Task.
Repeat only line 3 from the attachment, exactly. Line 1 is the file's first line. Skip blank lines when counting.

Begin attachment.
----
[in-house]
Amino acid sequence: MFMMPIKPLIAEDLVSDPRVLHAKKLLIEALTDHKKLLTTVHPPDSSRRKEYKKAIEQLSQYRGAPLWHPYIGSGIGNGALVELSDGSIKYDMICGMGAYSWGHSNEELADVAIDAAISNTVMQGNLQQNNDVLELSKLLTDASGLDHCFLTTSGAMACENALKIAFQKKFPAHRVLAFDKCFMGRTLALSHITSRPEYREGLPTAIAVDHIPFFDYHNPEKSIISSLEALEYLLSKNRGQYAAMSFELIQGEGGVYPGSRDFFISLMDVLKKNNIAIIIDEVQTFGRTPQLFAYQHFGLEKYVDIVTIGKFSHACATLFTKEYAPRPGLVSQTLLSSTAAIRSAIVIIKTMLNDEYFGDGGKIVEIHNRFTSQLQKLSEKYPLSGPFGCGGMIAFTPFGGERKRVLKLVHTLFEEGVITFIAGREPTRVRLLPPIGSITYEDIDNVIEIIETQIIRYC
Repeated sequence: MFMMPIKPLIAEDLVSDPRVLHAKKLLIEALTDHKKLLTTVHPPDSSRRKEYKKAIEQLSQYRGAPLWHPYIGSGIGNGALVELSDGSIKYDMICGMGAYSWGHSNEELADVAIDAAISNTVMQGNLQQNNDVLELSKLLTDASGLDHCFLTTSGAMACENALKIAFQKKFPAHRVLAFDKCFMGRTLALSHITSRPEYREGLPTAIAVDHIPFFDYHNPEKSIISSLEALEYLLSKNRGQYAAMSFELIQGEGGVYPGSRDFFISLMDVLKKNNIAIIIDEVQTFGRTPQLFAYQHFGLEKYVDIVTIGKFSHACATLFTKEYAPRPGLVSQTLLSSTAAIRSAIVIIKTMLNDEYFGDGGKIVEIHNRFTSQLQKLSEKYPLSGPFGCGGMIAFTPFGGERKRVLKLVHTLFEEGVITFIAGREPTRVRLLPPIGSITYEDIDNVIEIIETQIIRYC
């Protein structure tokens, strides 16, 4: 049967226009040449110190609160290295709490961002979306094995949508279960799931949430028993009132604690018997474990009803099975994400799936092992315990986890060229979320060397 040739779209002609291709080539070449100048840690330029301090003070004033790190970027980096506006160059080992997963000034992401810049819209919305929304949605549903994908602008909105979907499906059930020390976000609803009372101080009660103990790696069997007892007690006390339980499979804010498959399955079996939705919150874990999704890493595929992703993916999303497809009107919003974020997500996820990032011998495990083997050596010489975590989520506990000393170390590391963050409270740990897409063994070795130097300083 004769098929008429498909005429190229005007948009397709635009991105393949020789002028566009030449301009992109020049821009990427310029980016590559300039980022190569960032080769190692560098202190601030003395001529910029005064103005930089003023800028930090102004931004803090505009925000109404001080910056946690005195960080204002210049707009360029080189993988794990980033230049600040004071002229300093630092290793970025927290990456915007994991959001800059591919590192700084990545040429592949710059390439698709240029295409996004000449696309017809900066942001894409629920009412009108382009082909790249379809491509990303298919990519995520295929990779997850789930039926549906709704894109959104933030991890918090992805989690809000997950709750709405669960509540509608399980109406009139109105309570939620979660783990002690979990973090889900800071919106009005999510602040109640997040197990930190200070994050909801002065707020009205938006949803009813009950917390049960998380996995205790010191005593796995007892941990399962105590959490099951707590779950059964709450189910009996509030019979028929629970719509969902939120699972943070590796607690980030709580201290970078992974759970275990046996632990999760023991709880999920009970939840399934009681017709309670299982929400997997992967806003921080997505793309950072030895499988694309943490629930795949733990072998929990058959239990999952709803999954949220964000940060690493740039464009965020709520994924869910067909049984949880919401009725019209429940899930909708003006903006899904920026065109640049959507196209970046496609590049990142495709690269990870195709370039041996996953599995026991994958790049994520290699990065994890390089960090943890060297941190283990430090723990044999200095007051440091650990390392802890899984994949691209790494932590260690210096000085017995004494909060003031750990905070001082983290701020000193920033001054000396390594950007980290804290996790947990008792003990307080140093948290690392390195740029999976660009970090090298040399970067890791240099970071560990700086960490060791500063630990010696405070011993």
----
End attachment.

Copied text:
Repeated sequence: MFMMPIKPLIAEDLVSDPRVLHAKKLLIEALTDHKKLLTTVHPPDSSRRKEYKKAIEQLSQYRGAPLWHPYIGSGIGNGALVELSDGSIKYDMICGMGAYSWGHSNEELADVAIDAAISNTVMQGNLQQNNDVLELSKLLTDASGLDHCFLTTSGAMACENALKIAFQKKFPAHRVLAFDKCFMGRTLALSHITSRPEYREGLPTAIAVDHIPFFDYHNPEKSIISSLEALEYLLSKNRGQYAAMSFELIQGEGGVYPGSRDFFISLMDVLKKNNIAIIIDEVQTFGRTPQLFAYQHFGLEKYVDIVTIGKFSHACATLFTKEYAPRPGLVSQTLLSSTAAIRSAIVIIKTMLNDEYFGDGGKIVEIHNRFTSQLQKLSEKYPLSGPFGCGGMIAFTPFGGERKRVLKLVHTLFEEGVITFIAGREPTRVRLLPPIGSITYEDIDNVIEIIETQIIRYC